While BBs are struggling to reach the likes of the android and iOS app markets, android and iOS app writers are coming on strong for business. My marketing department recently purchased an ipad2 for business use, which I internally scoffed at until

        • by Lehk228 (705449)
          best keyboard, best email, strong battery life.

          androids and iProducts typically need a charge during the day, or at a minimum need to be charged every night, blackberries do not
          • Email is decent. I wouldn't say it's better than what my droid can do. If you mean exchange integration, then yes blackberry's built-in enterprise integration is better than something like goodlink for iOS/android. but not by that much anymore...

            Maybe your BB is better than mine, but mine will go for about a day and a half on a full charge (it is about 8 months old, so battery should still be fine), while my two year old droid will outlast it by at least 12 hours.

            Also, my wife's droid pro keyboard is way be

          • by s73v3r (963317)

            That used to be enough. Nowadays the other products are "good enough" at those things, and the strengths they have far outweigh the capabilities of the BBs.

          • On the battery side of things, you're wrong.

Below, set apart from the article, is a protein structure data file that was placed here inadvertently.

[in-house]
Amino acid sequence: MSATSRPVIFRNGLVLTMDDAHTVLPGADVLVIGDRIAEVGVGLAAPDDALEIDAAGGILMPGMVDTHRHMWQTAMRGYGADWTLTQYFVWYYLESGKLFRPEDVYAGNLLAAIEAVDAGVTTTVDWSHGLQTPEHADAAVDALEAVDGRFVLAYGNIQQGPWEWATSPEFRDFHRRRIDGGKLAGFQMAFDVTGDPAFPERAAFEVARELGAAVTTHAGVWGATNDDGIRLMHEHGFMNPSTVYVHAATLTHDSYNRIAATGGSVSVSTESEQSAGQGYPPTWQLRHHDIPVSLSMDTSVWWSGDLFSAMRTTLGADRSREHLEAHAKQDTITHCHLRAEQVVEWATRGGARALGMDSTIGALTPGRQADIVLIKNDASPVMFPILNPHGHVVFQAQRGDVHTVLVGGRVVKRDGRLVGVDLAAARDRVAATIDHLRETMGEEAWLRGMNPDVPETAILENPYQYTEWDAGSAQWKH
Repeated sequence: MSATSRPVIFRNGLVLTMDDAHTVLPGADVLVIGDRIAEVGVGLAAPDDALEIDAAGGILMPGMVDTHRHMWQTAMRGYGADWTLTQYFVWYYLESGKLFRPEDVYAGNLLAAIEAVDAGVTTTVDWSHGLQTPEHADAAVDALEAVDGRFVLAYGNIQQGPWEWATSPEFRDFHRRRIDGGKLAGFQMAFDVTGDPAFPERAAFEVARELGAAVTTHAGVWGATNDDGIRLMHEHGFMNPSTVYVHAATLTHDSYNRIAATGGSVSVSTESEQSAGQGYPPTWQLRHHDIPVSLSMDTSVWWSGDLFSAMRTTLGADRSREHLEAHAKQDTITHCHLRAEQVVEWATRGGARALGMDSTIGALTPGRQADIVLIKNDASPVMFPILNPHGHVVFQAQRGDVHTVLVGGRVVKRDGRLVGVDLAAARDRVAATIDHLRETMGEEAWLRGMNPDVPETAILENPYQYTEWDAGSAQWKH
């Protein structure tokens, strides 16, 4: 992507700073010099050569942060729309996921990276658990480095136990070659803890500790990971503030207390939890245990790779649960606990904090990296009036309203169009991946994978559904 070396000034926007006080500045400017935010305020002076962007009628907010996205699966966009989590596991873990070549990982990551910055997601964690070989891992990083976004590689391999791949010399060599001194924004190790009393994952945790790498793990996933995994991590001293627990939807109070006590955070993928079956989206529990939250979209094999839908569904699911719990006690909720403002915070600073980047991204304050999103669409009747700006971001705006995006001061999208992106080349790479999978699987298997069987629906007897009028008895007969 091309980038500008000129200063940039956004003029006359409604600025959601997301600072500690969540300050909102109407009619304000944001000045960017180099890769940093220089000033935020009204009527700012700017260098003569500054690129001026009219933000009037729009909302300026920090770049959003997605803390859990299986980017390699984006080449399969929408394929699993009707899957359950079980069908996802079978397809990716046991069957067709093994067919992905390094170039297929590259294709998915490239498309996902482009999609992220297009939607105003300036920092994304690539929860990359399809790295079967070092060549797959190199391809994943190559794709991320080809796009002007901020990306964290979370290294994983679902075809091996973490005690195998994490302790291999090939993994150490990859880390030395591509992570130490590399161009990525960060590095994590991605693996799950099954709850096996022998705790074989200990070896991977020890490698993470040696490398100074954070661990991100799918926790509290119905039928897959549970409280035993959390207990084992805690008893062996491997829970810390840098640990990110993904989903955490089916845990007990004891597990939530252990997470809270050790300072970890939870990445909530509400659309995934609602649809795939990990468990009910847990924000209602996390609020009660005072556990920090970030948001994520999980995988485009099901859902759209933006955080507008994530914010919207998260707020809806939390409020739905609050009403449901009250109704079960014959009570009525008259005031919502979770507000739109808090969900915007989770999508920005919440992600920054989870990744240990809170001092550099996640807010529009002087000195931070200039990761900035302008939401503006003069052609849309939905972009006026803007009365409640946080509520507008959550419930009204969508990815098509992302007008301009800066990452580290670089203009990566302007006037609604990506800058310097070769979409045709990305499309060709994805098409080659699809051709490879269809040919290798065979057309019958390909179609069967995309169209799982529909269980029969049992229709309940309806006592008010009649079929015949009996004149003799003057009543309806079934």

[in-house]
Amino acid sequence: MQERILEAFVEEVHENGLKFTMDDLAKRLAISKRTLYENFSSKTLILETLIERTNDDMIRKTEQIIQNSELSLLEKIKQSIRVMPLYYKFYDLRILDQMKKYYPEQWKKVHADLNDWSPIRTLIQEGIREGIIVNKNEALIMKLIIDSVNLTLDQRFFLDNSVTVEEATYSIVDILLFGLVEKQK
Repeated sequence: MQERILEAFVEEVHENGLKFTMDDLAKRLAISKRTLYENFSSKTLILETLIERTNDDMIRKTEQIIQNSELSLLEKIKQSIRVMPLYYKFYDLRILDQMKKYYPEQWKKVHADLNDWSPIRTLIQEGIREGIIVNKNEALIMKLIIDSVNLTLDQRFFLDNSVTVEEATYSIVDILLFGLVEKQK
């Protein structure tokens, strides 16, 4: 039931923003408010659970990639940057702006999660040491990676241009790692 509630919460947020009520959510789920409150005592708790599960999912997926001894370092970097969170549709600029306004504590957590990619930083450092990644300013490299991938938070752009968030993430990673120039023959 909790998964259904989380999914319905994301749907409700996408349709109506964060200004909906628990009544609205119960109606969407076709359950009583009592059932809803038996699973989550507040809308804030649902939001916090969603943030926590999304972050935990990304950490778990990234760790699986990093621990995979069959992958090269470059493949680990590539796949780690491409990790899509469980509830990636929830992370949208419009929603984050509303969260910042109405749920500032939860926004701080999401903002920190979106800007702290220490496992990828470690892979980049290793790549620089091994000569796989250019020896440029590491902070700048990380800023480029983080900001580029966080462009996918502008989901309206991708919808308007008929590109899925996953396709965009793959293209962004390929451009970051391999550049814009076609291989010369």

Check out the charts here: http://www.anandtech.com/show/4471/htc-sensation-4g-review-a-sensational-smartphone/10 [anandtech.com]

            The best Blackberry, the Bold 9780, is roughly equal to the iPhone 4 in all tests, trading off for the top spot in the web browsing tests. In the 3G talk time test both the iPhone and the Blackberry are firmly beaten by a number of Android devices.

            I'll also point out that the Blackberry has a small 2.4" screen compared to the 3.5-4.3" screens of the ma

            • by schnell (163007)

              The best Blackberry, the Bold 9780, is roughly equal to the iPhone 4 in all tests

              True, but I think there is a perception that the BlackBerry's battery is better because there is a different usage profile. My work phone is a BlackBerry and my personal mobile is an iPhone. What do I do with the BlackBerry? Make calls and read e-mails. What do I do with the iPhone? Lots of web browsing and app usage, some of which are absolute battery killers. I also tend to leave WiFi active on my iPhone but turned off on my BB, since unlike the iPhone I don't do anything on the BlackBerry that needs the

          • by BitZtream (692029)

            best keyboard

            Everyone agrees on this, this is the one thing they had.

            best email

            If we're comparing it to what was on phones in 1995, then sure, but BB's email is all around shitty in pretty much every way. It only happened to be considerably less shitty than affordable device implementations at the time. Porting PINE to a RIM device would be an upgrade for their mail client in every single possible way, assuming PINE supports IMAP IDLE, without the need for a bunch of RIM middleware because they couldnt' be bothered to develop s

        • by Machtyn (759119)
          I agree. I think BB may be going the way of Palm. Palm had a great product and I loved being able to 1-stroke write my letters. They then split their software and hardware divisions and lost Grafitti. Grafitti 2 was atrocious (why they thought 2-stroke writing is easier than 1-stroke...)